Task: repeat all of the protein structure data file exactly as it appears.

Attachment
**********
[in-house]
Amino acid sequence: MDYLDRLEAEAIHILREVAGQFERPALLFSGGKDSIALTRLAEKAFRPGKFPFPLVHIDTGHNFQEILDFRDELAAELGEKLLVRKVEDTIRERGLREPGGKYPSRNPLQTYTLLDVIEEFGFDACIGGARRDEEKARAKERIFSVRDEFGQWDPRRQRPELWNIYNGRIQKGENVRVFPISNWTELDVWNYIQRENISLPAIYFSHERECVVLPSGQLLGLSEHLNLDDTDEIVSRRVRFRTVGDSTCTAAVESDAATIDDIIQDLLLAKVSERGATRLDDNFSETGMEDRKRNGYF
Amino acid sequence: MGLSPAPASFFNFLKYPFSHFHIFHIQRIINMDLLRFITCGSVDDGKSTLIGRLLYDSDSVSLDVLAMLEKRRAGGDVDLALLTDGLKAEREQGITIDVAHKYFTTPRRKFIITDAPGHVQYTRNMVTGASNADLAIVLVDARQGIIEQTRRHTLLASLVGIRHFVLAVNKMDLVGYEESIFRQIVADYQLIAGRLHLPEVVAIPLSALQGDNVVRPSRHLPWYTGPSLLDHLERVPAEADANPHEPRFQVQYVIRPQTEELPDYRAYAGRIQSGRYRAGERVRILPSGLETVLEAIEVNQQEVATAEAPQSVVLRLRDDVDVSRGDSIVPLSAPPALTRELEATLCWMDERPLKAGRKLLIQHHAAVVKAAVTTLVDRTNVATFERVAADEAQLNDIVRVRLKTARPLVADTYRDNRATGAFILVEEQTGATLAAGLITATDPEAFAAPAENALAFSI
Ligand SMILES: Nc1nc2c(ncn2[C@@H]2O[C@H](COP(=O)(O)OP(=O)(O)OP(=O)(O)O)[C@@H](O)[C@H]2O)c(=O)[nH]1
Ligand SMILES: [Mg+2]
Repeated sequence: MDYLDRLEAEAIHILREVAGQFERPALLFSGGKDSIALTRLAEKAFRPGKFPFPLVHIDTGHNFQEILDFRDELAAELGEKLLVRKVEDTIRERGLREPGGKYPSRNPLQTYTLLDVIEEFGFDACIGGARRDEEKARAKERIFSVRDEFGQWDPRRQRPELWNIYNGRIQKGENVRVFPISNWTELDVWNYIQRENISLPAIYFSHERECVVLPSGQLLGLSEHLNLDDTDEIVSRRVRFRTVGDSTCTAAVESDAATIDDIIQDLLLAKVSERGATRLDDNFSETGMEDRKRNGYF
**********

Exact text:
[in-house]
Amino acid sequence: MDYLDRLEAEAIHILREVAGQFERPALLFSGGKDSIALTRLAEKAFRPGKFPFPLVHIDTGHNFQEILDFRDELAAELGEKLLVRKVEDTIRERGLREPGGKYPSRNPLQTYTLLDVIEEFGFDACIGGARRDEEKARAKERIFSVRDEFGQWDPRRQRPELWNIYNGRIQKGENVRVFPISNWTELDVWNYIQRENISLPAIYFSHERECVVLPSGQLLGLSEHLNLDDTDEIVSRRVRFRTVGDSTCTAAVESDAATIDDIIQDLLLAKVSERGATRLDDNFSETGMEDRKRNGYF
Amino acid sequence: MGLSPAPASFFNFLKYPFSHFHIFHIQRIINMDLLRFITCGSVDDGKSTLIGRLLYDSDSVSLDVLAMLEKRRAGGDVDLALLTDGLKAEREQGITIDVAHKYFTTPRRKFIITDAPGHVQYTRNMVTGASNADLAIVLVDARQGIIEQTRRHTLLASLVGIRHFVLAVNKMDLVGYEESIFRQIVADYQLIAGRLHLPEVVAIPLSALQGDNVVRPSRHLPWYTGPSLLDHLERVPAEADANPHEPRFQVQYVIRPQTEELPDYRAYAGRIQSGRYRAGERVRILPSGLETVLEAIEVNQQEVATAEAPQSVVLRLRDDVDVSRGDSIVPLSAPPALTRELEATLCWMDERPLKAGRKLLIQHHAAVVKAAVTTLVDRTNVATFERVAADEAQLNDIVRVRLKTARPLVADTYRDNRATGAFILVEEQTGATLAAGLITATDPEAFAAPAENALAFSI
Ligand SMILES: Nc1nc2c(ncn2[C@@H]2O[C@H](COP(=O)(O)OP(=O)(O)OP(=O)(O)O)[C@@H](O)[C@H]2O)c(=O)[nH]1
Ligand SMILES: [Mg+2]
Repeated sequence: MDYLDRLEAEAIHILREVAGQFERPALLFSGGKDSIALTRLAEKAFRPGKFPFPLVHIDTGHNFQEILDFRDELAAELGEKLLVRKVEDTIRERGLREPGGKYPSRNPLQTYTLLDVIEEFGFDACIGGARRDEEKARAKERIFSVRDEFGQWDPRRQRPELWNIYNGRIQKGENVRVFPISNWTELDVWNYIQRENISLPAIYFSHERECVVLPSGQLLGLSEHLNLDDTDEIVSRRVRFRTVGDSTCTAAVESDAATIDDIIQDLLLAKVSERGATRLDDNFSETGMEDRKRNGYF